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How three ‘Māori boys’ are setting the world a-buzz
Culture, connection and community. These three things lie at the heart of Kiwi company Wai Mānuka. The company produces a premium Mānuka honey beverage which has taken New Zealand by storm, securing major contracts with Government House and Sky City and being named one of only two official non-alcoholic beverages of the America’s Cup, alongside global giant Coca-Cola.
The company’s rise to success has been phenomenal but behind the premium brand lies a uniquely Kiwi story. Wai Mānuka is the brainchild of three lifelong friends Lance Paora, Wayne Atkins and Joe Harawira, and Joe says the idea started over a few drinks.
“We were at a New Year’s Eve BBQ together and I was drinking pineapple kombucha and I said to the boys, this is not a good option for a social event. We started discussing other possibilities and by the end of that night we had decided that we were going to take honey from Gisborne and mix it with spring water from the Bay of Plenty. Early on we were going to call it ‘The healing water of Aotearoa’ but we soon met with a compliance expert who was like “no you can’t call it that!’ so Wai Mānuka was born.”
Lance, Joe and Wayne came up with the idea for Wai Mānuka at a NYE BBQ.
The company’s first big break came when a mentor sent through an expression of interest form to be part of the America’s Cup. Joe says the mentor told them it was probably too early for something this big but he wanted them to understand the opportunities that could be available to them in the future.
“We thought oh well why not, let’s just give it a crack, and then a few months down the track the America’s Cup took us on board as one of the non-alcoholic beverage suppliers, alongside Coca-Cola. In terms of launching a startup we couldn’t have asked for a better platform to generate the exposure and awareness we experienced. Off the back of that opportunity we were able to secure a number of high-end partnerships.”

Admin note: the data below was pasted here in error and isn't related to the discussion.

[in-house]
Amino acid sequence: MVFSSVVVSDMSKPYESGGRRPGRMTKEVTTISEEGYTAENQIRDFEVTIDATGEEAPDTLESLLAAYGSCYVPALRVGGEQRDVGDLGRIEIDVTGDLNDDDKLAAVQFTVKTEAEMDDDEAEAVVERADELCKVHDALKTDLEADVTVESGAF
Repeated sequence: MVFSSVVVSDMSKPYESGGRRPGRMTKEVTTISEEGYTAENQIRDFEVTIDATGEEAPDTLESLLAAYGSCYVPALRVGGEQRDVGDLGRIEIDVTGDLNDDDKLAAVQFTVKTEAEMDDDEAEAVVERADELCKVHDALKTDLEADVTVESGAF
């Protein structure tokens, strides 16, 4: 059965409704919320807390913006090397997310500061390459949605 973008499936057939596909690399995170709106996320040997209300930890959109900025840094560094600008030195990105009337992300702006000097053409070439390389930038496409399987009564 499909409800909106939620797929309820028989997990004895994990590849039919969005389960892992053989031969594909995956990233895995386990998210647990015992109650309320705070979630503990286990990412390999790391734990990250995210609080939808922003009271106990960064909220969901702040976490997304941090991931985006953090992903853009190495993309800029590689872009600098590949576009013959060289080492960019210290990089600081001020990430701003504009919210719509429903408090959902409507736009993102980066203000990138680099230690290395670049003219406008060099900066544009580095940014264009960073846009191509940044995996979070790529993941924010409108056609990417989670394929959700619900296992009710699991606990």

From there the company has continued to grow. They have just appointed an advisory board and are looking to grow their presence in Aotearoa, whilst being a focus customer of NZTE and validating global markets in Asia and the UAE. With the help of Callaghan Innovation they have also recently proven some health benefits surrounding Wai Mānuka and are looking at how to best maximize those results.
Joe says they want to leverage the global reputation of Mānuka honey and Aotearoa whilst celebrating the Māori provenance story.
“Every day we aim to live by the values of Kaitiakitanga, Hauoratanga, Manaakitanga and Whanaungatanga, these values help guide decision making and are inherent to Wai Mānuka. This is also acknowledged in our brand identity through a Māori motif that speaks to the integral role that nature plays in the process of creating Wai Mānuka. There’s an evocative story behind the product that offers people a deeper insight and connection to Aotearoa. This is what led us to establish our vision He taonga no Aotearoa – A precious gift from New Zealand.”
Wai Mānuka’s design showcases the brand’s cultural roots.
That feeling of connection is one which Joe says he hopes Wai Mānuka will inspire not just here, but for Kiwi all over the world.